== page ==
WRMEA, March 1997, pg. 36

Special Report

A 1961 Massacre of Algerians in Paris When the Media Failed the Test

by James J. Napoli

A colleague of mine in Cairo told me a story a few years ago about a massacre in the streets of Paris.

He was a news service reporter at the time of the violence in the French capital —Oct. 17, 1961—and saw tens of bodies of dead Algerians piled like cordwood in the center of the city in the wake of what would now be called a police riot.

But his superiors at the news agency stopped him from telling the full story then, and most of the world paid little attention to the thin news coverage that the massacre did receive. Even now, the events of that time are not widely known and many people, like myself, had never heard of them at all.

This year is an apt time to recall what happened, and not only because this is the 35th anniversary year of Algerian independence. The continuing civil war in Algeria and the growing violence and racism in France, as well as the appalling slaughters taking place elsewhere in the world, give it a disturbing currency.

Here’s what happened:

Unarmed Algerian Muslims demonstrating in central Paris against a discriminatory curfew were beaten, shot, garotted and even drowned by police and special troops. Thousands were rounded up and taken to detention centers around the city and the prefecture of police, where there were more beatings and killings.

How many died? No one seems to know for sure, even now. Probably around 200.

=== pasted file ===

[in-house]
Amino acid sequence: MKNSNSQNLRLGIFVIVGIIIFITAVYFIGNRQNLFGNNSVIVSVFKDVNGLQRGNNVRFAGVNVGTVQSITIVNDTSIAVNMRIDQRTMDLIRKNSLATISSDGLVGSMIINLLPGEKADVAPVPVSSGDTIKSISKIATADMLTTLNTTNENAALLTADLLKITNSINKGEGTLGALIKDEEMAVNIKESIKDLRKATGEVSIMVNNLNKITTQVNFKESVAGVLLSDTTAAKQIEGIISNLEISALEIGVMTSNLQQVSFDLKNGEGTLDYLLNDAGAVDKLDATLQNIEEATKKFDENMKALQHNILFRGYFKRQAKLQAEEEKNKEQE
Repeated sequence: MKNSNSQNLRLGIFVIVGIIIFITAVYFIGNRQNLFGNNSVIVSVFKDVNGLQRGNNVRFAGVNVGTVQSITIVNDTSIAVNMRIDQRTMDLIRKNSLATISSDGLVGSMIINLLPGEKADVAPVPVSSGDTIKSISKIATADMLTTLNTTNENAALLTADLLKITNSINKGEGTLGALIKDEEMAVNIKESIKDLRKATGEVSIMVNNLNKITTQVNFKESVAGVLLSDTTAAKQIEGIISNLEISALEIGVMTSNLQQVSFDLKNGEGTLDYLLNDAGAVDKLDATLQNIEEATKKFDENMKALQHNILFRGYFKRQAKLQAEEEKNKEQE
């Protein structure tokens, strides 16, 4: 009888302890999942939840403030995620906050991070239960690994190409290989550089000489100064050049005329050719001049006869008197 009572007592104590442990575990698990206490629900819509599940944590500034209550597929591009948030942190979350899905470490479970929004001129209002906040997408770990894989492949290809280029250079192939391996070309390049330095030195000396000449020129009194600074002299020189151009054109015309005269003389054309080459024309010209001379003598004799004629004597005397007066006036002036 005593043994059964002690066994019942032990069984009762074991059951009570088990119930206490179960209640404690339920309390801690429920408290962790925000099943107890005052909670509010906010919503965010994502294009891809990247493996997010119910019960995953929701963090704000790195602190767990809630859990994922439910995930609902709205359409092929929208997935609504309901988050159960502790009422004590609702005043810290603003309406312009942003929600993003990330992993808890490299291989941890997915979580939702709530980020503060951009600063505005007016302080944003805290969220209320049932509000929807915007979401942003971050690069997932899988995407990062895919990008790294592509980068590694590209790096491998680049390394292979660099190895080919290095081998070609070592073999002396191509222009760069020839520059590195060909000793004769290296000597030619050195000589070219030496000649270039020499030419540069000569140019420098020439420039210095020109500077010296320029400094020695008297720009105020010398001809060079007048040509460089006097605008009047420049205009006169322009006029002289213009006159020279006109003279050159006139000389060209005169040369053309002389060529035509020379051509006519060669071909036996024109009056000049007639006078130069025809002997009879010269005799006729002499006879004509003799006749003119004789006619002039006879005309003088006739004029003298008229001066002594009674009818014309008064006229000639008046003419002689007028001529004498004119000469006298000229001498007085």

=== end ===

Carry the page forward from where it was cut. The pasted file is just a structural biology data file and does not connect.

It seems astonishing today, from this perspective, that such a thing could happen in the middle of a major Western capital closely covered by the international media. This was not Kabul, Beijing, Hebron or some Bosnian backwater, after all, but the City of Light—Paris.

But the Fifth Republic under President Charles de Gaulle was in trouble in October 1961. De Gaulle, who was primarily interested in establishing France’s pre-eminent position in Western Europe and the world, found himself presiding over domestic chaos. France was constantly disrupted by strikes and protests by farmers and workers, as well as by terrorism from opposing organizations: the Front de Libération Nationale (FLN), representing the Algerian nationalist independence movement, and the Organisation Armée Secrète (OAS), a group of disaffected soldiers, politicians and others committed to keeping Algeria French. The OAS rightly perceived that de Gaulle was bound to free France from the burden of its last major colonial holding, so he could get on with the business of making France the economic and political power of his lofty ambition.

Eyewitness reports recounted stranglings by police.

But the vicious war in Algeria, marked by bloody atrocities committed on all sides, had been grinding on for nearly seven years. Terrorist attacks in Paris and other French cities had claimed dozens of lives of police, provoking what Interior Minister Roger Frey called la juste colère—the just anger—of the police. They vented that anger on the evening of Oct. 17. About 30,000 Muslims—from among some 200,000 Algerians, ostensibly French citizens, living in and around Paris—descended upon the boulevards of central Paris from three different directions. The demonstration of men, women and children was called by the FLN to protest an 8:30 p.m. curfew imposed only on Muslims.